Yes, what Wayne Ostler said. I’m 74 and have toured and raced 85,000+ miles over the last 30 years. During that time I’ve tried to analyze what works. Nuts, carrots, and PB&J (or honey) sandwiches are high on my list. Fasting is questionable — my opinion is that a little hunger-suffering might train your body to use stored fats.
Interesting question. I used to do endurance mountain bike racing, and 24-hour races over hilly terrain, we never stopped talking about food, and am now cycling around the world. I struggle to eat first thing so tend to eat little and often the first few hours, after that, I don't really feel hungry but I know I feel more energetic after eating. What we eat is driven by what's available but generally starts with carbs. Oats nuts and dried fruit. Snack on trail mix. Have a mix of carbs and protein for lunch and evening meals. Try and avoid sugar-loaded food but find sometimes nothing quite works as well as a handful of sweets! Feeling hydrated is often our issue even tho we feel we drink enough. An orange or grapefruit really helps with that. Sorry not sure if my comments any use at all!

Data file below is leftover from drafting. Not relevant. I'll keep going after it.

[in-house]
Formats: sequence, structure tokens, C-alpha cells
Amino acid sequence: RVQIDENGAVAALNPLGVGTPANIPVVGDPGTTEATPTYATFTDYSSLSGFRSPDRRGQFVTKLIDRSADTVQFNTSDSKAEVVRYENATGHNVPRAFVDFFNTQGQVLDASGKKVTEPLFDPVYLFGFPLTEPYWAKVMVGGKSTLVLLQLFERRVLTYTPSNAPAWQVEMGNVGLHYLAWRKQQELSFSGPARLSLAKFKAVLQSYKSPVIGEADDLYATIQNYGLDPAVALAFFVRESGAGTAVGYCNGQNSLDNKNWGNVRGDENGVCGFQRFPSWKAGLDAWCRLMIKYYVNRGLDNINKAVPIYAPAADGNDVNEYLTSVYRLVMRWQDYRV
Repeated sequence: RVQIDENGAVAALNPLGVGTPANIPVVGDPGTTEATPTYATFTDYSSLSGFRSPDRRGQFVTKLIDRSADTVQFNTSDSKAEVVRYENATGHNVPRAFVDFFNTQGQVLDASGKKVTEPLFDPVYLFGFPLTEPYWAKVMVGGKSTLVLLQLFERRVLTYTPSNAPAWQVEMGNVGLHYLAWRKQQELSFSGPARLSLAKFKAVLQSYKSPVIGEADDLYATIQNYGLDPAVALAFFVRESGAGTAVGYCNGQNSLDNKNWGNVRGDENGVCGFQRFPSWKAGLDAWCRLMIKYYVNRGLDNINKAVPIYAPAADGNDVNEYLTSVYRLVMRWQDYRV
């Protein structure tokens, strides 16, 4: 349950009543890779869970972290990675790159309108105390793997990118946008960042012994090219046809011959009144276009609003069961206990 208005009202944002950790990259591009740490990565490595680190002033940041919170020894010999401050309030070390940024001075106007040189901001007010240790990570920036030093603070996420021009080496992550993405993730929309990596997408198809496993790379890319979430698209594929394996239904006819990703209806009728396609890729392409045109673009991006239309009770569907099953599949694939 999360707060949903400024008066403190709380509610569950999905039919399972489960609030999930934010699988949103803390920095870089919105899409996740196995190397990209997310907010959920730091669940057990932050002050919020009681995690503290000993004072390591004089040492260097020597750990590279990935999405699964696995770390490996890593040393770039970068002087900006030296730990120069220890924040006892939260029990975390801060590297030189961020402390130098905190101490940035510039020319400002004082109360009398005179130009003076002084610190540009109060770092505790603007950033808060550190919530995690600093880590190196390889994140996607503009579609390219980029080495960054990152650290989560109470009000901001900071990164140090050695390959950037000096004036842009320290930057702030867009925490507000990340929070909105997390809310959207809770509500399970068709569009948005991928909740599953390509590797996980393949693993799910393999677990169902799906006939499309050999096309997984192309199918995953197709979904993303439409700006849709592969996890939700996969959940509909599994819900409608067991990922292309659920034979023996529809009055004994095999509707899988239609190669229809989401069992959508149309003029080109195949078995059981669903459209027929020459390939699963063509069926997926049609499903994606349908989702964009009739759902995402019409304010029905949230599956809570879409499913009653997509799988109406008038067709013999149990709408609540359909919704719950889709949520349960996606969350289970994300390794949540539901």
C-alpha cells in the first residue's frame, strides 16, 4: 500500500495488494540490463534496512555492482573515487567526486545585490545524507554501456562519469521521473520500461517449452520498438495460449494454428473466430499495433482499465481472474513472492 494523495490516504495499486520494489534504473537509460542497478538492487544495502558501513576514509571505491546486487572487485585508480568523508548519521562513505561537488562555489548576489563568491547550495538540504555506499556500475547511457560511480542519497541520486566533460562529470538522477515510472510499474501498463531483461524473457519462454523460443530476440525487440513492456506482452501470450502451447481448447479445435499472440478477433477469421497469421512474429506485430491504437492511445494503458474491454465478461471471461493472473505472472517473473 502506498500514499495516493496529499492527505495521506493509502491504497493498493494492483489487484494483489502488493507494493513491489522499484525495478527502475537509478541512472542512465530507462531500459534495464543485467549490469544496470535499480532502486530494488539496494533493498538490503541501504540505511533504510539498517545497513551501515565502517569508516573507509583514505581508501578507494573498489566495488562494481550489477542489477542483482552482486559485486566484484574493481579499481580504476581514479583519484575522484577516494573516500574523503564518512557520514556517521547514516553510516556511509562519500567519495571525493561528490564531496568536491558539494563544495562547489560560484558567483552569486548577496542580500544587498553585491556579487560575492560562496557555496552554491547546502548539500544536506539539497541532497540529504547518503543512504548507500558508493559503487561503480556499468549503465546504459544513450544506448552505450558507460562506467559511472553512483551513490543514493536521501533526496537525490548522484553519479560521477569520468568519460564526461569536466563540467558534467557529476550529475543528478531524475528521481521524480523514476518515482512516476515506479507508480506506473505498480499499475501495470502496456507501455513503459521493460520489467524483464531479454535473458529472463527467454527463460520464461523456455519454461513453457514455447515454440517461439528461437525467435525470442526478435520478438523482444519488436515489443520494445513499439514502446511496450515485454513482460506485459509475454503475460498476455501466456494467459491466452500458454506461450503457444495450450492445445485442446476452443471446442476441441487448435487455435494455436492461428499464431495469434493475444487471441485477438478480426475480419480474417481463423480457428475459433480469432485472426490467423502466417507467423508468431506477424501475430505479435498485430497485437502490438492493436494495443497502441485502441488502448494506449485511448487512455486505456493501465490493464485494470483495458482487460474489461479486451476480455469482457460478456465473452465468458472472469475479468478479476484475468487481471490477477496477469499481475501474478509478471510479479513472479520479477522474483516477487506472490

I have exactly the same experiences as you during multi-day trips: first cycling and only when I get a bit hungry I do have breakfast. In addition, I avoid added sugars and I prefer to eat products with slow carbohydrates. So bread instead of an energy bar and rice instead of pasta. I know that pasta likes to be eaten by cyclists, but after a few hours I get hungry again or the next morning I start with a hungry feeling. So no pasta and absolutely no (added) sugar for me! If I eat too much sugar, my blood sugar level first rises enormously and shortly after that a huge drop. So much so that I start shaking and have to eat something. With slow carbohydrates, vegetables, dairy and sometimes some meat (but preferably vegetarian) my blood sugar level remains at a constant level.